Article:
William and Kate’s wedding in Lanesboro

Grab your hat, ladies, because we’re heading to the Royal Wedding. Sure, the real wedding of William and Kate has long since passed, but we didn’t get invited, so we’ll have to make our own fun. There’s no need to spend hundreds of dollars on your new headware, though. A hot glue gun and a quick trip to the craft store will have you looking fancy in no time.

Royal Wedding procession on the Root River

If you’re going to get dolled up in your fascinator and tea gloves, I find it’s best to go someplace off the beaten track where you won’t be held in comparison with people that actually dress that way. A small town like Lanesboro, Minnesota is ideal, and I’ve found folks down there to be big fans of ladies in fancy hats. Why, just this past weekend, my friends and I made our grand entrance at the Sylvan Campground before heading out for a day of canoeing on the Root River. Throughout the weekend, we made so many new friends that we didn’t even mind missing the real wedding.

While canoeing on a fine stretch of water like the Root River, one has plenty of time to contemplate the scenery, both inside and outside the boat. Located in the far southeastern corner of Minnesota, the river lures in thousands of tourists each year. Some choose to explore the area by canoe or inflatable tube, while others rent or bring bicycles along to ride the nearby trail. The river itself is just over 80 miles long and winds lazily through a heavily agricultural area before reaching the more wooded, rolling karst terrain of the Driftless Region. Here, dozens of groundwater fed trout streams crisscross its pathway as well. The Root River supports brown trout, brook trout and small mouth bass, as well as swallows, red tailed hawks and bald eagles.

Unfortunately, as my ladies and I discovered during our trip, the scenery outside our canoes was not always in keeping with what one would expect during a royal procession. In many places along the route, the streambank was severely eroded, with bare dirt clinging precariously to deeply gouged river walls. The water in the river was muddy from all this eroded soil, and in places were the current was slow it seemed particularly unwelcoming to the would-be swimmer.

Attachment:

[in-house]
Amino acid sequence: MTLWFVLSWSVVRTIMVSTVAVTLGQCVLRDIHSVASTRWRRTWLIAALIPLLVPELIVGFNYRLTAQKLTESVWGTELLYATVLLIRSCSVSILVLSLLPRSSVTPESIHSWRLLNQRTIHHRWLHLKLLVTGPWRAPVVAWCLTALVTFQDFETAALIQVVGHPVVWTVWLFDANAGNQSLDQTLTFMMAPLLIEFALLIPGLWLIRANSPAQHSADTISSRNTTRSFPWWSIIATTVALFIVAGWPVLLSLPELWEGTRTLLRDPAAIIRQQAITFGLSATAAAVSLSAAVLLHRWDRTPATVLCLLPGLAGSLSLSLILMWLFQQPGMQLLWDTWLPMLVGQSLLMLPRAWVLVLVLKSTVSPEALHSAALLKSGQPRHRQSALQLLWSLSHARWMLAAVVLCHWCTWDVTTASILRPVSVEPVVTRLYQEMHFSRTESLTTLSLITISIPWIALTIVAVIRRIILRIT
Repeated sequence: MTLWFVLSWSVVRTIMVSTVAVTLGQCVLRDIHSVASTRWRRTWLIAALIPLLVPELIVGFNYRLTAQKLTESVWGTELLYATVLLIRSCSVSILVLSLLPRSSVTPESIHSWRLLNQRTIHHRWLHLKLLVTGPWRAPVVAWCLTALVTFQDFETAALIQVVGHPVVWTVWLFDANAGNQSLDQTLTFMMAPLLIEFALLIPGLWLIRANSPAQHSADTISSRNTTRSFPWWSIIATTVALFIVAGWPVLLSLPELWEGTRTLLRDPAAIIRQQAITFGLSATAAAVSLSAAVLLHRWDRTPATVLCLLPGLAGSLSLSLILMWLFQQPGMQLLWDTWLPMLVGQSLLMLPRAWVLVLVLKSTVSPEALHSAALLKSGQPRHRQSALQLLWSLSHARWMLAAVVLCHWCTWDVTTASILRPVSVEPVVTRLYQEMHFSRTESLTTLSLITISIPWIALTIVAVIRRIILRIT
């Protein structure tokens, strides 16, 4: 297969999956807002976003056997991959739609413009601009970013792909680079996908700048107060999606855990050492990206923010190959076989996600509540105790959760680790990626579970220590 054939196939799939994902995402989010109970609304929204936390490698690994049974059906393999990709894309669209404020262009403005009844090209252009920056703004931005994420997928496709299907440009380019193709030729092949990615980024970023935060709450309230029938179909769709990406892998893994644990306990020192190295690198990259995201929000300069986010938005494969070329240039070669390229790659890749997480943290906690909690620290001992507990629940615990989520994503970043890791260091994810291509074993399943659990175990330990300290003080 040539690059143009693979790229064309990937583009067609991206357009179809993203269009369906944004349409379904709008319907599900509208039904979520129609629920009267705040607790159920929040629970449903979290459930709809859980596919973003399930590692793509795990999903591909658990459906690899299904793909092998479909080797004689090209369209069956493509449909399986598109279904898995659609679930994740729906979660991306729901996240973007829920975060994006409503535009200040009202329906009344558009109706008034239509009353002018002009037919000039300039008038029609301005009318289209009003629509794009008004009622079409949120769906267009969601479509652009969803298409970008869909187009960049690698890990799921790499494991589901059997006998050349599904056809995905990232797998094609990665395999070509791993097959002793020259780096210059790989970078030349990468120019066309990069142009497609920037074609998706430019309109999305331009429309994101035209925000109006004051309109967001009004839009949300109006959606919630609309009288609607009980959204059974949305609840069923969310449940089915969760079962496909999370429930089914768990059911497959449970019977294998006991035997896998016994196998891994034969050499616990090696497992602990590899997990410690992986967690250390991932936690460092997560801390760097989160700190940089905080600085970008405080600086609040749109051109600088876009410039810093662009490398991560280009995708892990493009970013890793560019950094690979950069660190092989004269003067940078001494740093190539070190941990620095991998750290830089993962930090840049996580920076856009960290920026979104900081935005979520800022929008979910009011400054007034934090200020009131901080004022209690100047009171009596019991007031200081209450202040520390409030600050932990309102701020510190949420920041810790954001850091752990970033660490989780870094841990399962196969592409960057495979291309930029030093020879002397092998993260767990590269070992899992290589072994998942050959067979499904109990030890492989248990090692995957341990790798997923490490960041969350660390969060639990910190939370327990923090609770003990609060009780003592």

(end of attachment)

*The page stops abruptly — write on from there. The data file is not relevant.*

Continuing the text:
Not surprisingly, it turns out that much of the river has been designated as impaired for turbidity, which is another way of saying that the water is not as clear as it should be. This turbidity prevents good aquatic plants from growing, clogs fish gills, damages spawning habitat and makes it difficult for animals that live in the river to find food. Currently, the Minnesota Pollution Control Agency is working with the Fillmore County Soil and Water Conservation District, the Department of Natural Resources and the Department of Agriculture to figure out why the Root River has become so polluted and how to clean it up. So far they have identified several sources of pollution, including stream bank and farm field erosion and stormwater runoff from small cities in the area.

Planting wider buffers of native plants along the banks of the Root River will help somewhat, but to really clean up the river, farmers and local residents will also have to find ways to keep more water on the landscape, so that every rainstorm doesn’t send a massive torrent of water to the river. In the communities, this might mean more raingardens and retention areas, while in the farm fields it might mean that farmers let some of their wetter areas become wetlands again.

My friends and I had so much fun paddling the Root River and bringing good British style to Lanesboro, and given the grand impression we made, I wouldn’t be surprised if other visitors start showing up in full regalia soon. It seems a shame to let a perfectly good river go down without a fight, especially when it brings so much tourist revenue to the region. I tip my hat to the folks already working on a plan to save the Root River and hope that their efforts pay off so that in years to come, elegant ladies like us will find cleaner water to canoe upon.